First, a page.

Call him the antithesis of Larry Byrne.
That is Ernest Hart’s perhaps most distinctive qualification as the NYPD’s new deputy commissioner for legal matters.
As for Byrne, Hart’s predecessor, he is known for his novel interpretation of state law 50a, which Byrne said limits the disclosure of NYPD officers’ disciplinary records. His determination was upheld by state courts. But it created a public-relations nightmare for the NYPD and Mayor Bill de Blasio — infuriating politicians, civil rights advocates and much of the media.
The NYPD and de Blasio weren’t blindsided. Former Commissioner Bill Bratton could have told Byrne to keep his opinions to himself, allowing the NYPD to continue to release the records as it had for 40 years. De Blasio could have ordered Bratton to deep-six Byrne’s determination. Instead, they and now-Commissioner James O’Neill allowed Byrne’s interpretation to become policy.
In February, seven months after Byrne retired, NYPD spokesman Philip Walzak said the NYPD sought to identify the best person for the legal matters post. But early on, say NYPD sources, O’Neill was amenable to appointing Byrne’s acting successor, Ann Prunty, or a former federal prosecutor. But, the sources said Corporation Counsel Zachary Carter put on the brakes, seeking someone of his own choosing.
That person is Hart. In announcing Hart’s appointment this month, O’Neill said he has “vast legal and public service experience.” Assistant Chief Pat Conry chimed that O’Neill chose Hart because Hart “is widely respected” in law enforcement and the community. With all respect to Hart, those descriptions are a stretch. Hart served as a civil court judge, as chair of the Civilian Complaint Review Board, and as an associate dean and chief operating officer of Columbia University Medical Center’s affiliation with Harlem Hospital.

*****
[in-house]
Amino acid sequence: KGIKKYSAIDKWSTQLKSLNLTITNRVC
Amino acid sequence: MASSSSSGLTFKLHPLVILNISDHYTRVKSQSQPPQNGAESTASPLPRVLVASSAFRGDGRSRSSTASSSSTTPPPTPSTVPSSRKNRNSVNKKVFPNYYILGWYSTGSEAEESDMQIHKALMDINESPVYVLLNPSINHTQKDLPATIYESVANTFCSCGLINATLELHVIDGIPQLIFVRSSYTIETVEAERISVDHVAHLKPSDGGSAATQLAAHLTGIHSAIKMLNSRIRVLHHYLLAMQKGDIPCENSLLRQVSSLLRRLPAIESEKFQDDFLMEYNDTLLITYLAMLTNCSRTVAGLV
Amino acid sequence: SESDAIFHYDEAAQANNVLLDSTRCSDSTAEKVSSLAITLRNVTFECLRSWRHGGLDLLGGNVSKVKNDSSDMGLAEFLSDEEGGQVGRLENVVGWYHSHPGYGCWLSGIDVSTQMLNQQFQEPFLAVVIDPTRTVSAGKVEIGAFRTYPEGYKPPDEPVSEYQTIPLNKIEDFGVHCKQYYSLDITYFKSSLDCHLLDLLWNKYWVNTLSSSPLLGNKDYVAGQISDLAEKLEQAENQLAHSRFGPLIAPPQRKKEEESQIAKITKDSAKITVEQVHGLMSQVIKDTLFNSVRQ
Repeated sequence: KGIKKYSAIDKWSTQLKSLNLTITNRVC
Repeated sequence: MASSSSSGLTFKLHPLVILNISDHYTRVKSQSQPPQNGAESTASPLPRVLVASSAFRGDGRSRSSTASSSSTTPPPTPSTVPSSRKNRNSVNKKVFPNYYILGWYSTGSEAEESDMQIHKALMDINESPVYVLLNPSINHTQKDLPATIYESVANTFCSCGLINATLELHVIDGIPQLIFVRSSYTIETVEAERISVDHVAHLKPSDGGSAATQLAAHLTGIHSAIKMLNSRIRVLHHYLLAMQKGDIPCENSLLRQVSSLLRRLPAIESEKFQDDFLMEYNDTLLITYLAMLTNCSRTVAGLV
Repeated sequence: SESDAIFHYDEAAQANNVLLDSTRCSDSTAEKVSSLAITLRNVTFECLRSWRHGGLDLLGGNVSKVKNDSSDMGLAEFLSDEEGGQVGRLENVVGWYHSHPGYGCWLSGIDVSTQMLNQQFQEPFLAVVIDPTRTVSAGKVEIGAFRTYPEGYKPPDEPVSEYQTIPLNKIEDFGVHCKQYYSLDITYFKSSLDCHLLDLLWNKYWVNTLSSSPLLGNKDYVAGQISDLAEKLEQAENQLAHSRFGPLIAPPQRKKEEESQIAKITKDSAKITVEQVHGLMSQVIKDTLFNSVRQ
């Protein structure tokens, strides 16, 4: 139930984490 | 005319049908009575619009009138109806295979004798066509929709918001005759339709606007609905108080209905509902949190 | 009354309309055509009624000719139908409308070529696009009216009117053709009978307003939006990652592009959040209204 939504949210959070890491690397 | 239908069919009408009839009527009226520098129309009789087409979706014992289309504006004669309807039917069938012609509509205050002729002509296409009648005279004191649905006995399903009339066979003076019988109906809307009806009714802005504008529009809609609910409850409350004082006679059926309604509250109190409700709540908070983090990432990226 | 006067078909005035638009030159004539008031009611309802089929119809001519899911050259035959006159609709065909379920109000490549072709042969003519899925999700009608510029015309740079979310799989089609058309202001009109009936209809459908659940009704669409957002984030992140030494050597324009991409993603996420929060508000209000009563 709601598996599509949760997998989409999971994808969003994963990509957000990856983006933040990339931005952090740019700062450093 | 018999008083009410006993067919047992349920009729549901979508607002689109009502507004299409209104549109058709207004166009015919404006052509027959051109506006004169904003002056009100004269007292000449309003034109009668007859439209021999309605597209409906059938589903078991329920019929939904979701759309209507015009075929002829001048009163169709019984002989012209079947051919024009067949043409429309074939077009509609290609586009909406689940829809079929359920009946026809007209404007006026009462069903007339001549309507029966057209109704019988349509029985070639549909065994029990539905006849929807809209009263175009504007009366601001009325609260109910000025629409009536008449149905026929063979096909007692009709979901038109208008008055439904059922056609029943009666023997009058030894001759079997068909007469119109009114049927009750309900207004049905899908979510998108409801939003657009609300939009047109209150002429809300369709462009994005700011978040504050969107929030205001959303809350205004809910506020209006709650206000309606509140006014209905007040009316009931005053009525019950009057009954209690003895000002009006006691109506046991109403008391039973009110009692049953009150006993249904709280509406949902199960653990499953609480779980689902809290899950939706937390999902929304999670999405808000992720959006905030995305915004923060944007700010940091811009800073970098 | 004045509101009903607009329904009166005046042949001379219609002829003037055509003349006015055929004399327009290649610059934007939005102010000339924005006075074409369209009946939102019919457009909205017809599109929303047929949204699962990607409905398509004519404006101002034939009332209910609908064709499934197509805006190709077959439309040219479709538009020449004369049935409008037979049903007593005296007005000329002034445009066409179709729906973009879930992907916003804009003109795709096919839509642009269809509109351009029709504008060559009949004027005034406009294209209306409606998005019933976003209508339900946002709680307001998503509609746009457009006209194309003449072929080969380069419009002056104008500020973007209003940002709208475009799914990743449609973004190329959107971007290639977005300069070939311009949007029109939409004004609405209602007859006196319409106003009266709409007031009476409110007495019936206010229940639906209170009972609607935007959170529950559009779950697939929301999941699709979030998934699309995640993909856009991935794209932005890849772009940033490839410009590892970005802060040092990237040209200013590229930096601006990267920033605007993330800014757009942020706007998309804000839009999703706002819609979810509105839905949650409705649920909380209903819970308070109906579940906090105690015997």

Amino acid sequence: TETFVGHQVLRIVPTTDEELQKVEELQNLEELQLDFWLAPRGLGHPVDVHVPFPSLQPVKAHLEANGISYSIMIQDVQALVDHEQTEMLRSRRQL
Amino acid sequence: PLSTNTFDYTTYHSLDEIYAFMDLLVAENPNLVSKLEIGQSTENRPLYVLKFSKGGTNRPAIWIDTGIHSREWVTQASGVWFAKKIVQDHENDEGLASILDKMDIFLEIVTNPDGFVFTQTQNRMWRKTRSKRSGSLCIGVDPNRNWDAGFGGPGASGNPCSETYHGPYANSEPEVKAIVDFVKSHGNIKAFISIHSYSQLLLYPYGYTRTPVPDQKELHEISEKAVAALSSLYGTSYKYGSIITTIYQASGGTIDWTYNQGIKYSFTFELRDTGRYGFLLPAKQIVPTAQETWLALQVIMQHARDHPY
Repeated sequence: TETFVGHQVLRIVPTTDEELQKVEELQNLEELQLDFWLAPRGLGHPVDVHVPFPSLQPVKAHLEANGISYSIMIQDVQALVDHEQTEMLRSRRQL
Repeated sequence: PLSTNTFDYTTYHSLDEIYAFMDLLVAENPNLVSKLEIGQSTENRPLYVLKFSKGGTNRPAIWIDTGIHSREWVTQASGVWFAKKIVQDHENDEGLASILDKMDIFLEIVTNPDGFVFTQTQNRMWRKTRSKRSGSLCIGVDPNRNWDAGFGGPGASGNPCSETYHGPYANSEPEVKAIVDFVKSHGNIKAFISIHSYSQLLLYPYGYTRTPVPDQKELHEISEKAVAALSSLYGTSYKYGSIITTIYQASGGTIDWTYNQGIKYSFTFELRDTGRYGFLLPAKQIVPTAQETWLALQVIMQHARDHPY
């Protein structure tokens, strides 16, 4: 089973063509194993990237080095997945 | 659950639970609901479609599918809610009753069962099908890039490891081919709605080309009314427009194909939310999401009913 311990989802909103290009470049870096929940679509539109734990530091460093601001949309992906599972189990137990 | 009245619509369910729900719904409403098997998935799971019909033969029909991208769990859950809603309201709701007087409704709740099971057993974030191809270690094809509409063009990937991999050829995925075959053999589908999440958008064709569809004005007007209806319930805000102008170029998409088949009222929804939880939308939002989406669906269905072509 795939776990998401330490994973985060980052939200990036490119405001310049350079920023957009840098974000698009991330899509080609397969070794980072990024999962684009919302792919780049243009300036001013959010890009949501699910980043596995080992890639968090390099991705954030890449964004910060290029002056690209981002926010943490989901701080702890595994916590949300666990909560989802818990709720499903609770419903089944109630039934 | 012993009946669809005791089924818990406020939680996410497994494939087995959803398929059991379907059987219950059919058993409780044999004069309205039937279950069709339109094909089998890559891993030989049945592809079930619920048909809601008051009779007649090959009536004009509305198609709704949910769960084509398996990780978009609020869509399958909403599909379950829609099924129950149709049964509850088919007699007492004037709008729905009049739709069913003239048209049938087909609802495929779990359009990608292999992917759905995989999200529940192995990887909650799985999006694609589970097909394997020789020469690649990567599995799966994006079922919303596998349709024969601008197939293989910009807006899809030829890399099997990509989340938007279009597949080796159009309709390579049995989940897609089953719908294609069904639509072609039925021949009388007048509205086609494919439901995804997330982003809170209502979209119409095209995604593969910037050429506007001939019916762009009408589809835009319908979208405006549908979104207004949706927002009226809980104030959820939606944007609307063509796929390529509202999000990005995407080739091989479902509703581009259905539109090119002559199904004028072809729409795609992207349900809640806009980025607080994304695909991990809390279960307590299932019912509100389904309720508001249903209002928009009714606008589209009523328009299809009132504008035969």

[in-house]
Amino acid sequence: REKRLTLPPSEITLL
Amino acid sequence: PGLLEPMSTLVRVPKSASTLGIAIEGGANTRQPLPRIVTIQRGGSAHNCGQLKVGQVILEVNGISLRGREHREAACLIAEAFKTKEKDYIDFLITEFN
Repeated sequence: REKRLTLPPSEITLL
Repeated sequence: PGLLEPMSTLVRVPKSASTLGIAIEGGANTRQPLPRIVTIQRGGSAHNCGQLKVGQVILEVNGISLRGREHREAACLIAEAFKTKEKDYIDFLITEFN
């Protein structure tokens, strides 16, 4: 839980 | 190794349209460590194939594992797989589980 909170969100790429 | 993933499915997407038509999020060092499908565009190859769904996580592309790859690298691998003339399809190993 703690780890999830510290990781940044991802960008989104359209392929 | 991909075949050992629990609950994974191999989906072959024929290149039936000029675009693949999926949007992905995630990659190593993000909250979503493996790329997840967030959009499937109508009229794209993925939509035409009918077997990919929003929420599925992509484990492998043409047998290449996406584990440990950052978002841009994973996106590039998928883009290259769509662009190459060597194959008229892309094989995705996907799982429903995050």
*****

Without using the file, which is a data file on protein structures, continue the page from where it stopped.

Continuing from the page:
That’s being “widely respected” in the legal and law enforcement communities and the community in general? Or as an NYPD source, who spoke anonymously because this is a personnel matter, put it: “He is a complete unknown.”
How much influence Hart will exert is unclear. His position is as powerful as the commissioner allows. Byrne was part of Bratton and O’Neill’s inner circles, along with Terence Monahan, now chief of department, and Dermot Shea, now chief of detectives.
If Hart is to be relevant at the NYPD, he must ensure he’s not marginalized, as have others with equally important-sounding titles.